Dubai: For every one million Dubai Metro passengers, only 1.6 have faced crime of any nature, making the public transport network among the safest when compared to even developed countries and cities.
Colonel Abdullah Al Gaithi, deputy director of Organisational Security and Emergency of Dubai Police, who oversees Dubai Metro security, said criminal incidents at Dubai Metro stations tally up to 1.6 for every million passengers.
"It is one of the lowest figures globally, especially when compared to countries of the developed world, where the ratios are 13 crimes per million passengers in Britain, in Boston it's 5.8 crimes per million passengers, while the crime is 12.3 per million passengers in Chicago and 7.5 per million passengers in Atlanta," Colonel Al Gaithi said in a press statement.
According to him, there were only two reported incidents — both involving pick-pockets — since the beginning of Metro operation last year, and both happened during the early stages of the Metro's launch.
A spokesperson of the Dubai Roads and Transport Authority (RTA) also said Dubai Metro is more or less crime-free.
He said the Metro is perhaps the best-secured train network in the world. The main Operations Control Centre (OCC) monitors every inch of train operations, stations, tracks and tunnels with the help of more than 3,000 cameras, besides intelligent communication and information systems, he said.
Dedicated police teams have also been deployed at Metro stations and every compartment in each train is monitored by cameras, he added.
"Passengers are caught by the camera from start to end of their journey," he said.
The two crimes reported happened because of overcrowding, with one taking place at Mall of the Emirates Station and the second one at Burj Khalifa Station. Footages of the suspects were provided to the Criminal Investigations Department.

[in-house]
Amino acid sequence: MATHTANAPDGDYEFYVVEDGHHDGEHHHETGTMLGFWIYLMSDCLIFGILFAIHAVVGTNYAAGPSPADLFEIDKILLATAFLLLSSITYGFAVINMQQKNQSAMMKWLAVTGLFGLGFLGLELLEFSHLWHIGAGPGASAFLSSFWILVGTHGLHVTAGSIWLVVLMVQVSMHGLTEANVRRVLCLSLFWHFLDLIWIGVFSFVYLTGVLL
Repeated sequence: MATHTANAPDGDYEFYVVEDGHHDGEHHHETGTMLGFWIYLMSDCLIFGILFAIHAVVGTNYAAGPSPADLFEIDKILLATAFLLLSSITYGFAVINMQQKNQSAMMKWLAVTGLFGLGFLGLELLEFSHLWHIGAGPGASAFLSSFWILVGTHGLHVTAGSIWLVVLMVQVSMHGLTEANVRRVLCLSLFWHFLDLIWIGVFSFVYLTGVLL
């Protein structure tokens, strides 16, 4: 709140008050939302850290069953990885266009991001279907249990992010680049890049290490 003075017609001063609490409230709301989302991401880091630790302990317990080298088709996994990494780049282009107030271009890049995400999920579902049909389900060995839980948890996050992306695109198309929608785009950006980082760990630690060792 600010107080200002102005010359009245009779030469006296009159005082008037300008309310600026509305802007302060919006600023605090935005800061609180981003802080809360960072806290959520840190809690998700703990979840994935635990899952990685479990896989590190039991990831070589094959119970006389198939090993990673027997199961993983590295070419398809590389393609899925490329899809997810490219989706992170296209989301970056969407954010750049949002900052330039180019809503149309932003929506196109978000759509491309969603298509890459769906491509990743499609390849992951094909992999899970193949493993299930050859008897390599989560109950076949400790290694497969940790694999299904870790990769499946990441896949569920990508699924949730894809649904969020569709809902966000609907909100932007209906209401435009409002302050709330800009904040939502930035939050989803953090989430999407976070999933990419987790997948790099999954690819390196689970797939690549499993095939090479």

The total number of Metro passengers on a daily basis averages around 112,100, said Colonel Al Gaithi.
Susan H., a Filipina customer service agent, who regularly commutes on the Metro to go to work, said she feels absolutely safe during her journeys.
"I personally feel safer to travel in the Metro compared to taxis," she said. However, she pointed out that people tended to avoid standing in queue to board the trains. "Since the trains become crowded during peak hours, people tend to push other passengers."
Jamal Kareem, an India banker, said that though he has not seen any crime on the Metro, he is also scared of pickpockets during rush hours. "There is absolutely no fear but some people do harass other passengers while getting on and off the trains," he said, urging the authorities to monitor the situation closely.
"The Metro Security Department is currently coordinating with the Criminal Investigations Department to deploy officers in trains especially during peak hours," said Colonel Al Gaithi.